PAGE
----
When it comes to sustainable fashion, it can be hard to know where to start. With an endless barrage of information, countless new and established brands to research, and a mass of confusing terminology out there, it's understandable that anyone might feel a little overwhelmed.
In light of this, every month we will focus on a brand that knows exactly what it means to be a sustainable force for good in fashion today. From debunking inaccuracies to advice for aspiring designers and tips for consumers on how to be kinder to the planet, we cut through the noise so that you don’t have to.
This month, to mark Earth Day, we spoke to the co-founder of Eco-Age and UN Leader of Change Livia Firth to find out what consumers can do to make a difference, the one thing she wants everyone to know, and why every day should be Earth Day.
Eco-Age – the organisation behind the revolutionary Green Carpet Fashion Awards – has promoted and encouraged vital conversations around sustainability for the past decade. Firth, who founded the business alongside British environmental journalist Lucy Siegle, has contributed significantly to the conversation around sustainability in fashion. Most recently, she appeared on a climate change podcast with Cate Blanchett, as well as producing the award-winning documentary The True Cost – which explores the impact of fashion on people and the planet – as well as mini-series Fashionscapes, which investigates fashion’s supply chain, shining a light on the likes of poverty wages, the rich artisanal history of countries like Guatemala, and the impact of diamond mining in Botswana.
Although sustainability and our planet should be front of mind year-round, rather than just on one day a year, that doesn't mean we can't take the opportunity to further raise awareness about climate change. Firth shares below her main takeaways this Earth Day and what she's learnt from her sustainability work over the years.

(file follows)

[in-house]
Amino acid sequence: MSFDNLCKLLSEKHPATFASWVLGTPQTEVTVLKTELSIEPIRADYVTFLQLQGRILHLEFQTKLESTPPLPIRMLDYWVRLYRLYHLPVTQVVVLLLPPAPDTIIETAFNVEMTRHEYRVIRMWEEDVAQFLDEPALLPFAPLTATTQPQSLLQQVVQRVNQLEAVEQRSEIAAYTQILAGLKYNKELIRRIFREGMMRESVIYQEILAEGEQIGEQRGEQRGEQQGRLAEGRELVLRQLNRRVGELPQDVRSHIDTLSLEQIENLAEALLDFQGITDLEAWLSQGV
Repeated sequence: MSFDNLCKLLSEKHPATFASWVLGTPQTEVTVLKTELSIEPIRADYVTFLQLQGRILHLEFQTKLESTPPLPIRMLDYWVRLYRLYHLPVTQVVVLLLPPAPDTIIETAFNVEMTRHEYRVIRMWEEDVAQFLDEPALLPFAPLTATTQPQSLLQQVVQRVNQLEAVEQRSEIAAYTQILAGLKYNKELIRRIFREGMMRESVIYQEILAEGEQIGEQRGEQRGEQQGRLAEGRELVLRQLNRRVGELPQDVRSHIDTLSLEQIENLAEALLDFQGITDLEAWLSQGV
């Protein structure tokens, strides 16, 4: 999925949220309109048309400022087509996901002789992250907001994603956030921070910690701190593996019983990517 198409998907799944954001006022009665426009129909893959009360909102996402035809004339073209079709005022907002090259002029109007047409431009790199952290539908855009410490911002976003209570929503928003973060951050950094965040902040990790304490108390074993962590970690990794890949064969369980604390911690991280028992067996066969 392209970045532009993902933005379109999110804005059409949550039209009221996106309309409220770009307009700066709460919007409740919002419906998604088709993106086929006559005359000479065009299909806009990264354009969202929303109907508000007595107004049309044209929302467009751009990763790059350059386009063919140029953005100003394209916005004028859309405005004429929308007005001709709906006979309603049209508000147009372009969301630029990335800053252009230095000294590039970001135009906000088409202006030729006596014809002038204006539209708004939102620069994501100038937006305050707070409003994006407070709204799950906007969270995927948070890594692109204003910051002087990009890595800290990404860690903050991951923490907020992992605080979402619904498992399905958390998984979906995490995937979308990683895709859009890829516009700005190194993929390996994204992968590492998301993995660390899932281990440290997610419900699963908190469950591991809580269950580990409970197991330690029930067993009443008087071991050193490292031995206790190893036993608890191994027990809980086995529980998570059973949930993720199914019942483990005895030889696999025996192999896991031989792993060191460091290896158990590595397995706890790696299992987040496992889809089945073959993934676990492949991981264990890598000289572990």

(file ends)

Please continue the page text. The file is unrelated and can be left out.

Why is Earth Day so important?
"It serves as a good excuse to gather everyone’s attention on this beautiful planet we live on. I believe it should be Earth Day every day, just like it should be International Women’s Day every day or any other important days we celebrate."
What’s the one lesson you want everyone to know this Earth Day?
"I would urge everyone to read the IPCC report that was just released a couple of weeks ago and watch Don’t Look Up on Netflix if you haven’t done it yet. Currently, we are all sleepwalking into a huge train wreck and destroying our planet. But we can change this, and it’s up to each one of us, as together we have so much power."
How can consumers be more responsible and eco-conscious?
"Shoppers can be more responsible in many different ways. We should buy less – thinking of ourselves as citizens of this planet instead of consumers – start slowing down, and remember the power we hold in voting with our wallet every single time we buy something. Behind every product we buy, there are millions of people in that supply chain. We are all co-dependent and we should respect that."
What do you think needs to change in the industry?
"A huge amount needs to change in the industry. I advise you to watch The True Cost documentary and you'll find that all the answers are there. Fast fashion shouldn’t exist; anything that starts with disposability at the core of its business model and is fundamentally based on exploitation."